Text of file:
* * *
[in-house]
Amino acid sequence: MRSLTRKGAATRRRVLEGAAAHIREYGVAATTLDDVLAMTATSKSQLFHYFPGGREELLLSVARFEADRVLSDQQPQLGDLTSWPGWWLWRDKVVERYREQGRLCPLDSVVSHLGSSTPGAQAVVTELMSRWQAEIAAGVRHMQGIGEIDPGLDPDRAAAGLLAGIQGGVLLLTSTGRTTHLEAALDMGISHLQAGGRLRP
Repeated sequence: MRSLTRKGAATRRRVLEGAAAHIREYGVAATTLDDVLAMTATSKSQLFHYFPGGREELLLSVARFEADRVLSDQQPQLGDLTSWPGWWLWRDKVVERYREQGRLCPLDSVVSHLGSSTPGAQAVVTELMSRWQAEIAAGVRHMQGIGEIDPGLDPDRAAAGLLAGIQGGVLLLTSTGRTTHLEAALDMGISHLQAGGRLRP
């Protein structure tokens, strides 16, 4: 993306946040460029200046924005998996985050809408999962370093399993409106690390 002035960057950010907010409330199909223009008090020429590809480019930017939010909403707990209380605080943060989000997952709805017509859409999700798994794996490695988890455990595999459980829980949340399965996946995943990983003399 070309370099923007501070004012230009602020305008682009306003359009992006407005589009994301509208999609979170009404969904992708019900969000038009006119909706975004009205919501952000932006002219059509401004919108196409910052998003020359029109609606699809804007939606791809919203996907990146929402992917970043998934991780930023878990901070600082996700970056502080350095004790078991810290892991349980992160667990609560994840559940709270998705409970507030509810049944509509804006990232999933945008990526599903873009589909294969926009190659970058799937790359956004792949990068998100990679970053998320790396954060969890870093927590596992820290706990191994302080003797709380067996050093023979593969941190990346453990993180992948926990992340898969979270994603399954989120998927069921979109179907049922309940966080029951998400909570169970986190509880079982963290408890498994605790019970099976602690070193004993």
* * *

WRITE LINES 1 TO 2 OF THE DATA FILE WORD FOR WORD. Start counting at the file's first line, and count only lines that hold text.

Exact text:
[in-house]
Amino acid sequence: MRSLTRKGAATRRRVLEGAAAHIREYGVAATTLDDVLAMTATSKSQLFHYFPGGREELLLSVARFEADRVLSDQQPQLGDLTSWPGWWLWRDKVVERYREQGRLCPLDSVVSHLGSSTPGAQAVVTELMSRWQAEIAAGVRHMQGIGEIDPGLDPDRAAAGLLAGIQGGVLLLTSTGRTTHLEAALDMGISHLQAGGRLRP